For a long time, Rogue-style games were solely concentrated on personal computers. In 1993, Chunsoft tinkered with the formula a bit and created the “console Rogue-like” with Torneko no Daibouken and the Mystery Dungeon series, unleasing a slew of similar games from a variety of properties, both original (Shiren) and borrowed (Final Fantasy, Pokémon). Though these games are largely recognized for popularizing the subgenre, at least in Japan, Konami had attempted their own approach a few years earlier with the 1991 Game Boy title Cave Noire. (The title is French, translating tosomething like “Dark Cellar”.)
The fundamentals of the subgenre are in place – there are randomly generated dungeons, and characters move in a turn-based fashion, square by square. The major difference is in how it’s structured. Cave Noire works by dividing the game into four separate dungeons, each with their own quests. You may need to kill a certain number of monsters, in another you need to scrounge up enough money or find enough orbs, or save enough caged fairies. Accomplish the goal and a door will open up somewhere, allowing you to exit and begin your next quest. Each dive into the dungeon brings an increasingly difficult quest, and while your stats go up slightly, it’s not really enough to directly compensate for the heightened difficulty, so you still need to strategize quite a bit. You can switch between dungeons at your leisure, and there’s no advantage to conquering them in any specific order.
It’s a rather brilliant approach, due to the way it tinkers with the formula. Normal Rogue-likes can be brutal, requiring significant time investments and usually ending in failure, the results of which can be described as demoralizing, to be kind. By breaking the game up into smaller chunks – even the longer dungeon crawls rarely last more than ten minutes – and providing concrete victory conditions, it allows for a game where success is a distinct possibility rather than a far-off dream.
That’s not to say that Cave Noire is easy – the first few levels are cakewalks, but it quickly becomes brutal. Like any other standard Rogue-like, careless decisions are met with harsh consequences, where one misstep can very much doom you. Another big change from standard Rogue-likes is how the enemies move. Most of them carry on in simple, distinct patterns – some move back and forth, others hang to the perimeter, a few move in circles or lines, and the most painful ones actively follow your character. Except in the cave where you’re supposed to kill enemies, there’s not much of an advantage to getting into fights – there are no experience points, and item drops arerare – so it’s much better to calculate their movements and try to avoid them.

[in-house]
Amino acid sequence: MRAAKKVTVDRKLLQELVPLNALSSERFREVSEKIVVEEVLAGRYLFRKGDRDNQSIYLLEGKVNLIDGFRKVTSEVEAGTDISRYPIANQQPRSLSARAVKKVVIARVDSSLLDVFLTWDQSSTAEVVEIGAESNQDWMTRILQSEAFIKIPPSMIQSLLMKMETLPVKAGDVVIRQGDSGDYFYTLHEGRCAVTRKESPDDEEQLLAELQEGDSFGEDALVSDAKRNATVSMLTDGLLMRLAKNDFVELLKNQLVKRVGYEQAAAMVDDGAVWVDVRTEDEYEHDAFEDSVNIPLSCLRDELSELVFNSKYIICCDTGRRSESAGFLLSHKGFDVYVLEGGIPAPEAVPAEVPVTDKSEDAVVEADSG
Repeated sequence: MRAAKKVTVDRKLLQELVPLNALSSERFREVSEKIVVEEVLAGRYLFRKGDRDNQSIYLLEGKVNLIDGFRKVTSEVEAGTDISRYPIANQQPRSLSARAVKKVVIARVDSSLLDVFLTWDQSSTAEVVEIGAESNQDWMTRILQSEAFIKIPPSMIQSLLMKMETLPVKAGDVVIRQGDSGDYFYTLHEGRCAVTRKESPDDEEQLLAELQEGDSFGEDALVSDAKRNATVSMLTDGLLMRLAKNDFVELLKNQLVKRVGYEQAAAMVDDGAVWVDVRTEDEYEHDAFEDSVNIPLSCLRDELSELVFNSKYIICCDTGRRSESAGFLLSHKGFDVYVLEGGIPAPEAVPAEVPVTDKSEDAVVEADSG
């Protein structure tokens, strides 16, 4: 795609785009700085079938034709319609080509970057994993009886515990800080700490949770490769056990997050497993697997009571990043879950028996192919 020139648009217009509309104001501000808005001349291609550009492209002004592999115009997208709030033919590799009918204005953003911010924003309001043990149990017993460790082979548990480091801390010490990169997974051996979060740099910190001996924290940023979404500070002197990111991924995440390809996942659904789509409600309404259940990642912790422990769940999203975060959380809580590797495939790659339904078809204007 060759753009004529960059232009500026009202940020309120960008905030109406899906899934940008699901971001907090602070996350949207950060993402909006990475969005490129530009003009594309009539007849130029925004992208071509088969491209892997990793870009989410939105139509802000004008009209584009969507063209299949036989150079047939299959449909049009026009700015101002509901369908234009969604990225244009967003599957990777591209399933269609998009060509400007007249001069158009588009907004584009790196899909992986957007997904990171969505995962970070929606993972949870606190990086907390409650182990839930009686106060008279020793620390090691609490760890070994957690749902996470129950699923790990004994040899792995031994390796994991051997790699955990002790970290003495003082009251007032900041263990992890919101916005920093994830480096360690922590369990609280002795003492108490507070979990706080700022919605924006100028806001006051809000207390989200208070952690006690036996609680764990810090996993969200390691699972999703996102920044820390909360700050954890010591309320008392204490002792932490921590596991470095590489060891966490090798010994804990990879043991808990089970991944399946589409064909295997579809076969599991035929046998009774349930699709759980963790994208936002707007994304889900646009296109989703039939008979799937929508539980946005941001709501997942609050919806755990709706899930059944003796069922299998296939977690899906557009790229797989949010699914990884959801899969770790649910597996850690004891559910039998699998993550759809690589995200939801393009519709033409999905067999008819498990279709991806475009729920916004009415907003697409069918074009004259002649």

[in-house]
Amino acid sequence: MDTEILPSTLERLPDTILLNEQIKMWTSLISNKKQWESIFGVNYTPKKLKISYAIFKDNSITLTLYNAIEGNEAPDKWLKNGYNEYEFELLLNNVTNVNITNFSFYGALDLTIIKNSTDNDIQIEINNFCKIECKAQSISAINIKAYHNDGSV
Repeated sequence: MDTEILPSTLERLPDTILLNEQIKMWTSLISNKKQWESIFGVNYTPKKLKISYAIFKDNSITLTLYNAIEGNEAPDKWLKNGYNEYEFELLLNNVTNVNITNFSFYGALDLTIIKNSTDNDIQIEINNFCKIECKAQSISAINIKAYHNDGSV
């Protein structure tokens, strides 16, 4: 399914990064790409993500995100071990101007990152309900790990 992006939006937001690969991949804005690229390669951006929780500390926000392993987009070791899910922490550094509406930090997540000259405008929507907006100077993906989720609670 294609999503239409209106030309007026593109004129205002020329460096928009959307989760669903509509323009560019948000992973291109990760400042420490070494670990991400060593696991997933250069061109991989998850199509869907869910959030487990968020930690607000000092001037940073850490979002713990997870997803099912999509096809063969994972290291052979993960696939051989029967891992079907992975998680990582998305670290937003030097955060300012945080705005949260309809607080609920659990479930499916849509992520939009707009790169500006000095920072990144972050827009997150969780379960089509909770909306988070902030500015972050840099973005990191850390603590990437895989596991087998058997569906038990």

This isn’t entirely possible, of course, so there are a number of items that help you deal with these situations. Healing potions and antidotes restore health and cure potions, while swords and shields will slightly increase your stats for the remainder of the level. Cloaks will turn you invisible, flight powers will transport you to any tile in the room, boulders can be dropped to manipulate enemy movement, and so forth. You are given four at the beginning of each quest, and the rest are found in treasure chests. There’s no need to “identify” these items, and technically their number is far less than one normally sees in games like this, especially since you’re limited to eight items. but in spite of its straightforwardness, it still allows for those harrowing moments where you’re almost dead and need to scrounge through your inventory to find something, anything, that might get you out of a bind. Like all randomly generated games, there’s still a great probability that the number game might screw you over, resulting in situations where a cyclops might spawn at a room entrance and deliver a killing blow before you have a chance to react, but the breezy pace means that even death isn’t all that frustrating,although it is easy to hit a roadblock on certain quests.
Cave Noire is perfectly suited for the Game Boy – the tile-based movement means that the action isn’t too blurry on original models, and the bite-sized quests make it perfect to pick up and play for a few minutes. It features a save system and even lets you choose the gender and name of your character. Furthermore, like most Konami games for 8-bit systems, the music is excellent, with each of the four dungeons having its own music, some arrangements of the same distinct theme. While the game is simple enough to understand without much knowledge of Japanese, since much of it is icon-based, there is a fan translation patch by Aeon Genesis to make things easier on English speakers. The default player name in the unaltered Japanese version is “Konami Tarou”, but the English translators changed this to “Pentarou”, a reference to the penguin found in the Parodius games.